Perched on the side of the number 5 highway, just a few minutes’ drive from the Thompson Rivers University campus sits the Kamloops Indian Residential School. This school represents 1 of 139 that existed in the Canadian Indian Residential School System, which over the course of several decades was responsible for the genocide of Indigenous culture, language and life in Canada. 

Although the idea of Residential School horror appears as something that happened long ago and far from our reality, the Kamloops Indian Residential School was operational until 1977. Within our lifetimes the practice of cultural genocide was not only alive but government-sanctioned.

The History

The Canadian Indian Residential School system was federally run, under the Department of Indian Affairs. Attendance for children between the ages of 7 and 16 was mandatory. This policy was known as “aggressive assimilation”.

The Kamloops Indian Residential School building was originally built in 1890 but was functional as a Residential School beginning in 1893 when the operation was assumed by the Oblates of Mary Immaculate. The building was partially destroyed by fire in 1924 but was rebuilt and expanded.

At its peak, the Kamloops Indian Residential School housed 500 students. Living conditions within the school were often inadequate and dangerous. There was often a lack of food and inaccessibility to sanitation. Lice, malnutrition and influenza were often rampant amongst the children.

The function of the school was to assimilate Indigenous children to mainstream Canadian society, which included the practice of Christianity and the English or French languages. It was believed that Indigenous culture, including language and spirituality, inhibited the modernization of society. Assimilation practices were then used to bleach the Aboriginal culture, to promote modernization.

Indigenous children were prohibited from speaking their language, using their birth names or practicing their spirituality. Communication with their families was barred or limited to English, which many families did not speak.

Resistance or failure to comply with Residential School practices was met with emotional and physical abuse.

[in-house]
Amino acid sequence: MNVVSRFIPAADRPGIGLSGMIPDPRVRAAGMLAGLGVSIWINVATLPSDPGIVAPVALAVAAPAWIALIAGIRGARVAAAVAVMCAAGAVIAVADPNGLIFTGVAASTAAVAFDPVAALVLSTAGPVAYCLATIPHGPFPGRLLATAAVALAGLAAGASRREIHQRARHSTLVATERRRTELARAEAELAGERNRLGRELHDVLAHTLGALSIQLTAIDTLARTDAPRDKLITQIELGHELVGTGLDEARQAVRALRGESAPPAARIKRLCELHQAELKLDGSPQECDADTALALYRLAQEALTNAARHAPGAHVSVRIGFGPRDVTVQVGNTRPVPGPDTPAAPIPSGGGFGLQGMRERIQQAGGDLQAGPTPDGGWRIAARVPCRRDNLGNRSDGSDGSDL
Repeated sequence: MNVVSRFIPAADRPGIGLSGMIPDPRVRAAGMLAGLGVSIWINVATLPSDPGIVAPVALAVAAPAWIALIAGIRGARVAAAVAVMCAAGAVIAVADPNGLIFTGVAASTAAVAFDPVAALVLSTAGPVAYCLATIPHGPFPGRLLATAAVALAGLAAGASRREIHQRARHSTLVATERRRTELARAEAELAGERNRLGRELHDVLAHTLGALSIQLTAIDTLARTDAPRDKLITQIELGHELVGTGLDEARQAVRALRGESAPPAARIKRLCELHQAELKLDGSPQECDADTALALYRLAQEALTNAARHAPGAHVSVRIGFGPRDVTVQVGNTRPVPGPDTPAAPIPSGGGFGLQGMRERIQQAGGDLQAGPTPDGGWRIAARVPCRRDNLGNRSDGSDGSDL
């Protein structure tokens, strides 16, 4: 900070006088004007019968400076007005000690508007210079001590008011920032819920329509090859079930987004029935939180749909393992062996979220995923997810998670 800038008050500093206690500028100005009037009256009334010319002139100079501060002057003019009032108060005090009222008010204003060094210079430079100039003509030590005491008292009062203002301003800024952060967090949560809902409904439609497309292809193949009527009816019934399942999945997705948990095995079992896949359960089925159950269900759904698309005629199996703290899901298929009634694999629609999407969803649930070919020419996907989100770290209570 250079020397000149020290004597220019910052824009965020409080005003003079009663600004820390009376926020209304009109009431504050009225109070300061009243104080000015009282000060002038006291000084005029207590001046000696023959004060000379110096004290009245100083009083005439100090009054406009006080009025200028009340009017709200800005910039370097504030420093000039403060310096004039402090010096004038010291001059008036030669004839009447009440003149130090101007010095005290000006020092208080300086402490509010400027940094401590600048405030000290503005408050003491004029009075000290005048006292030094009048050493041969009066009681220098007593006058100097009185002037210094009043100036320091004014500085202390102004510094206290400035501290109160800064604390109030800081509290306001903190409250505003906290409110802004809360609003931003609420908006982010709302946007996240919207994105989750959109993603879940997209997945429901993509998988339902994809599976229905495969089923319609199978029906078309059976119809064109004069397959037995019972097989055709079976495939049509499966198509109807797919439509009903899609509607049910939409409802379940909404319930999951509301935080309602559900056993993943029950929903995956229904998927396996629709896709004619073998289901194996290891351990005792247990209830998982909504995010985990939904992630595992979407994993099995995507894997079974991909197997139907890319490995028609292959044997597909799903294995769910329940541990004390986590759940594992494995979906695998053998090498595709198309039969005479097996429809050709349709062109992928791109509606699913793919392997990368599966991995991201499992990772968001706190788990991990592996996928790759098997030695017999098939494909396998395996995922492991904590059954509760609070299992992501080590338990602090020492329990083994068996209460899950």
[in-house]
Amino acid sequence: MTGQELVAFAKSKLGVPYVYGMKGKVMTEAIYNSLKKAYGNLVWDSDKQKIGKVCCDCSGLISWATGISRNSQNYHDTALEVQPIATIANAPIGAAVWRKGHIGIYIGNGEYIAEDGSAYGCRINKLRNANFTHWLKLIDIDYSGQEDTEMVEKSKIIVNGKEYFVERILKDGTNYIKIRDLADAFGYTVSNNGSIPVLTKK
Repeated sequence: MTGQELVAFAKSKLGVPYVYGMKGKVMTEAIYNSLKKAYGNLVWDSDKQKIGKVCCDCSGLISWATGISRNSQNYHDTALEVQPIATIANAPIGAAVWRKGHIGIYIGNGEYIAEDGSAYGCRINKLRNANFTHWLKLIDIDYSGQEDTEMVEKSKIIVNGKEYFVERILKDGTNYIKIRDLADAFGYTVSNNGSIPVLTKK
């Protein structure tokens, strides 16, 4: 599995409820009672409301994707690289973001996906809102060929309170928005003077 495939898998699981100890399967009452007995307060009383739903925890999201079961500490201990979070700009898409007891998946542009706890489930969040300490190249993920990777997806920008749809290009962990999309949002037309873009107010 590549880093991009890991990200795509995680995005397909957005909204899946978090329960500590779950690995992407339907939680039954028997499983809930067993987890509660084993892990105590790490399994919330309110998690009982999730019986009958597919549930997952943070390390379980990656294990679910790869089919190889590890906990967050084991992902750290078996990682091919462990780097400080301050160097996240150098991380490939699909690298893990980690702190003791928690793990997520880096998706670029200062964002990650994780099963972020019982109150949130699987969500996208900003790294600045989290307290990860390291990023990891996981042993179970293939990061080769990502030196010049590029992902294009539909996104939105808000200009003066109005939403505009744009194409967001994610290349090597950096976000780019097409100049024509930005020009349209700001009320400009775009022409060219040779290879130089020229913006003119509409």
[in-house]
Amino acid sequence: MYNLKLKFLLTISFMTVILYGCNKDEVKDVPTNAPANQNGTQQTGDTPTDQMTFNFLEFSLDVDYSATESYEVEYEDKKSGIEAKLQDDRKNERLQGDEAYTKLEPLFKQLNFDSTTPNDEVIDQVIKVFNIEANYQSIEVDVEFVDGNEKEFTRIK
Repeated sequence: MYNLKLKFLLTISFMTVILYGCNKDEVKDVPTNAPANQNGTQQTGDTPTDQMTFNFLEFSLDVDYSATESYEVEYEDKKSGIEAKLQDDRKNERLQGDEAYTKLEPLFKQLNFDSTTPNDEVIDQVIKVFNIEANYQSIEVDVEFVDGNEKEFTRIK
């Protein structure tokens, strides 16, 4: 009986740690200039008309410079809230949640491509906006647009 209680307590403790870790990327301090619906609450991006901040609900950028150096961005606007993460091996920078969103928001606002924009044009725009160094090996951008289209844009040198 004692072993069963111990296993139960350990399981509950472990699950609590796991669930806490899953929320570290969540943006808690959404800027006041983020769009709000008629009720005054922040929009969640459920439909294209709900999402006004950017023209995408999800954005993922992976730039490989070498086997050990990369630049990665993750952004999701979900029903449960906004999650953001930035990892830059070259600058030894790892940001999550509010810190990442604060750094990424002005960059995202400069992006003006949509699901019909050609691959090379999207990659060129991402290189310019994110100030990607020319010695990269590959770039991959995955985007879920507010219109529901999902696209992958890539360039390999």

The Lasting Effect

The intergenerational trauma experienced by survivors of the Kamloops Indian Residential School is something that can be seen and felt in our community. There are an estimated 80 000 residential school survivors alive in Canada today.

Intergenerational trauma is experienced by survivors and passed on through subsequent generations. Often times survivors and their families do not have the opportunity or resources to be treated or heal properly. This lack of support allows the cycle of intergenerational trauma to be perpetuated.

The Truth and Reconciliation Commission of Canada

On June 2, 2008 the Truth and Reconciliation Commission of Canada was created with the goals of documenting the events of the Canadian Indian Residential School System and for fostering a place where the survivors of the system can come forward with their stories.

In December 2015 the TRC released their final report, which summarized the efforts and findings of the commission. The report estimates that during the 120 years of residential school existence, an estimated 150 000 children were forced into the system and as many as 6000 of those children were killed during their time in the schools.

The TRC’s final report concluded that the efforts of schools to remove children from their families and purposely assimilate them amounted to cultural genocide.

How Can I Help?

You can help by learning about the impacts of Residential Schools on our local Indigenous peoples and the ongoing impacts in our community. Visit the Secwepemc Museum located in the former Kamloops Indian Residential School historic site to learn more and hear the stories of survivors’ resilience. Reclaiming the history, language, and culture of the Secwepemc people is an important community project worthy of support. Visit the museum at 200-330, Chief Alex Thomas Way in Kamloops or click here for more information.


For more information contact: 

Mackenzie Francoeur  
Vice President Equity  
Dylan Robinson 
Equity Coordinator